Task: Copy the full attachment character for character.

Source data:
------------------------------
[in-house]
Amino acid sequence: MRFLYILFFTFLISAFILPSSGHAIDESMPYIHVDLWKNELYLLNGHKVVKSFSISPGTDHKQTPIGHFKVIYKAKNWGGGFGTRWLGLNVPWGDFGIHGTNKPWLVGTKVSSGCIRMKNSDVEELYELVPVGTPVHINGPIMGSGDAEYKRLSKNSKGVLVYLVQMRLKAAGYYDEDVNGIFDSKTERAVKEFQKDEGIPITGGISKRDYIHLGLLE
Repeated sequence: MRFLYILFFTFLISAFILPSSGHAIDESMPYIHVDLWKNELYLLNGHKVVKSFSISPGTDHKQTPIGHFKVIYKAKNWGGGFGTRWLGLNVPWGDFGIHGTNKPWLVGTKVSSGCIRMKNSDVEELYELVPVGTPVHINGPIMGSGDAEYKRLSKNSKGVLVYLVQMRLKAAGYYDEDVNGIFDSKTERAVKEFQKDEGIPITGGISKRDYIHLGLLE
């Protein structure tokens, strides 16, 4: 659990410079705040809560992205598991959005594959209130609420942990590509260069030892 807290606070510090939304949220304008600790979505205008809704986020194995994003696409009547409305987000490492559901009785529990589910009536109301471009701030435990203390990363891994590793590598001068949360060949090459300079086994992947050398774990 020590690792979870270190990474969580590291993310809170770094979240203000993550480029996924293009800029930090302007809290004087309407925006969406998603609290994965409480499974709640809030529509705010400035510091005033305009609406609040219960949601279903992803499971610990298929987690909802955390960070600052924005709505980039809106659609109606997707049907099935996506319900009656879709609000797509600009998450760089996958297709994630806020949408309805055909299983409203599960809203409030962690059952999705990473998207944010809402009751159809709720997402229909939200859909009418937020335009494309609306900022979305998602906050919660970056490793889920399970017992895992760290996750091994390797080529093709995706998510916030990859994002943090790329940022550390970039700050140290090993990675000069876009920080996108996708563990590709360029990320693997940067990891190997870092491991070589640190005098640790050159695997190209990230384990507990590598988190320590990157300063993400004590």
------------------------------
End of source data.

[in-house]
Amino acid sequence: MRFLYILFFTFLISAFILPSSGHAIDESMPYIHVDLWKNELYLLNGHKVVKSFSISPGTDHKQTPIGHFKVIYKAKNWGGGFGTRWLGLNVPWGDFGIHGTNKPWLVGTKVSSGCIRMKNSDVEELYELVPVGTPVHINGPIMGSGDAEYKRLSKNSKGVLVYLVQMRLKAAGYYDEDVNGIFDSKTERAVKEFQKDEGIPITGGISKRDYIHLGLLE
Repeated sequence: MRFLYILFFTFLISAFILPSSGHAIDESMPYIHVDLWKNELYLLNGHKVVKSFSISPGTDHKQTPIGHFKVIYKAKNWGGGFGTRWLGLNVPWGDFGIHGTNKPWLVGTKVSSGCIRMKNSDVEELYELVPVGTPVHINGPIMGSGDAEYKRLSKNSKGVLVYLVQMRLKAAGYYDEDVNGIFDSKTERAVKEFQKDEGIPITGGISKRDYIHLGLLE
């Protein structure tokens, strides 16, 4: 659990410079705040809560992205598991959005594959209130609420942990590509260069030892 807290606070510090939304949220304008600790979505205008809704986020194995994003696409009547409305987000490492559901009785529990589910009536109301471009701030435990203390990363891994590793590598001068949360060949090459300079086994992947050398774990 020590690792979870270190990474969580590291993310809170770094979240203000993550480029996924293009800029930090302007809290004087309407925006969406998603609290994965409480499974709640809030529509705010400035510091005033305009609406609040219960949601279903992803499971610990298929987690909802955390960070600052924005709505980039809106659609109606997707049907099935996506319900009656879709609000797509600009998450760089996958297709994630806020949408309805055909299983409203599960809203409030962690059952999705990473998207944010809402009751159809709720997402229909939200859909009418937020335009494309609306900022979305998602906050919660970056490793889920399970017992895992760290996750091994390797080529093709995706998510916030990859994002943090790329940022550390970039700050140290090993990675000069876009920080996108996708563990590709360029990320693997940067990891190997870092491991070589640190005098640790050159695997190209990230384990507990590598988190320590990157300063993400004590």